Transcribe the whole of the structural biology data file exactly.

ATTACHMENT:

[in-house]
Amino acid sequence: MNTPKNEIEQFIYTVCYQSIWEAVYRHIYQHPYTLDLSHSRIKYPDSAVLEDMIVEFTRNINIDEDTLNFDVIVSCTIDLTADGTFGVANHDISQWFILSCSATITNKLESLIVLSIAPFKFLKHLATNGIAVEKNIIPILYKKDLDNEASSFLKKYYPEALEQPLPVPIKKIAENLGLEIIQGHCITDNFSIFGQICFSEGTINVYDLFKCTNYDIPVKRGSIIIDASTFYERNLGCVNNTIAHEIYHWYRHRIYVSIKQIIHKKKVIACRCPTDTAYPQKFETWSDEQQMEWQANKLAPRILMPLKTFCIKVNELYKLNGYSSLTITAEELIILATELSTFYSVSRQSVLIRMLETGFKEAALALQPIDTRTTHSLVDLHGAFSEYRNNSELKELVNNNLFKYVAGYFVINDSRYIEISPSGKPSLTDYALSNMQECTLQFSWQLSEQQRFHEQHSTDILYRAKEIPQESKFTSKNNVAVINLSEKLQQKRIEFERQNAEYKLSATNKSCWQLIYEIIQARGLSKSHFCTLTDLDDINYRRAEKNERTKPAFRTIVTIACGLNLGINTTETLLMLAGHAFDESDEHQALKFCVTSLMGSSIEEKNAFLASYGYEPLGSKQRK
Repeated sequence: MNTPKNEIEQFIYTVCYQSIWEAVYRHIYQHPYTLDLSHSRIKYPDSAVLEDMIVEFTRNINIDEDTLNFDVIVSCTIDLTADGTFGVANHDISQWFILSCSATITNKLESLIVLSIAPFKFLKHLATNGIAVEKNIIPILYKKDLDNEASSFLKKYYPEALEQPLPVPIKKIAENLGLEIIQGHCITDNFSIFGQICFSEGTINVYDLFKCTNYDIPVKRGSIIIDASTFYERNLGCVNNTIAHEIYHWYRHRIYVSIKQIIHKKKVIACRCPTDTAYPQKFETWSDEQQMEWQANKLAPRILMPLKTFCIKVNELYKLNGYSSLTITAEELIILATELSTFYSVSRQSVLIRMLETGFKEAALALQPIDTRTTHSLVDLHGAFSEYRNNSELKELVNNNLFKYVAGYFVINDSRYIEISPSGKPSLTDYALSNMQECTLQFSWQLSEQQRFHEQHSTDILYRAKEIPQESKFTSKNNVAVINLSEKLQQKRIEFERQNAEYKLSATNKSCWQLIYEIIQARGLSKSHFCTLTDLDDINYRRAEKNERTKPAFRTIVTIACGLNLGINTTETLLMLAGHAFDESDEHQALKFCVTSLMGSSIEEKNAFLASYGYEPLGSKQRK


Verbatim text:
[in-house]
Amino acid sequence: MNTPKNEIEQFIYTVCYQSIWEAVYRHIYQHPYTLDLSHSRIKYPDSAVLEDMIVEFTRNINIDEDTLNFDVIVSCTIDLTADGTFGVANHDISQWFILSCSATITNKLESLIVLSIAPFKFLKHLATNGIAVEKNIIPILYKKDLDNEASSFLKKYYPEALEQPLPVPIKKIAENLGLEIIQGHCITDNFSIFGQICFSEGTINVYDLFKCTNYDIPVKRGSIIIDASTFYERNLGCVNNTIAHEIYHWYRHRIYVSIKQIIHKKKVIACRCPTDTAYPQKFETWSDEQQMEWQANKLAPRILMPLKTFCIKVNELYKLNGYSSLTITAEELIILATELSTFYSVSRQSVLIRMLETGFKEAALALQPIDTRTTHSLVDLHGAFSEYRNNSELKELVNNNLFKYVAGYFVINDSRYIEISPSGKPSLTDYALSNMQECTLQFSWQLSEQQRFHEQHSTDILYRAKEIPQESKFTSKNNVAVINLSEKLQQKRIEFERQNAEYKLSATNKSCWQLIYEIIQARGLSKSHFCTLTDLDDINYRRAEKNERTKPAFRTIVTIACGLNLGINTTETLLMLAGHAFDESDEHQALKFCVTSLMGSSIEEKNAFLASYGYEPLGSKQRK
Repeated sequence: MNTPKNEIEQFIYTVCYQSIWEAVYRHIYQHPYTLDLSHSRIKYPDSAVLEDMIVEFTRNINIDEDTLNFDVIVSCTIDLTADGTFGVANHDISQWFILSCSATITNKLESLIVLSIAPFKFLKHLATNGIAVEKNIIPILYKKDLDNEASSFLKKYYPEALEQPLPVPIKKIAENLGLEIIQGHCITDNFSIFGQICFSEGTINVYDLFKCTNYDIPVKRGSIIIDASTFYERNLGCVNNTIAHEIYHWYRHRIYVSIKQIIHKKKVIACRCPTDTAYPQKFETWSDEQQMEWQANKLAPRILMPLKTFCIKVNELYKLNGYSSLTITAEELIILATELSTFYSVSRQSVLIRMLETGFKEAALALQPIDTRTTHSLVDLHGAFSEYRNNSELKELVNNNLFKYVAGYFVINDSRYIEISPSGKPSLTDYALSNMQECTLQFSWQLSEQQRFHEQHSTDILYRAKEIPQESKFTSKNNVAVINLSEKLQQKRIEFERQNAEYKLSATNKSCWQLIYEIIQARGLSKSHFCTLTDLDDINYRRAEKNERTKPAFRTIVTIACGLNLGINTTETLLMLAGHAFDESDEHQALKFCVTSLMGSSIEEKNAFLASYGYEPLGSKQRK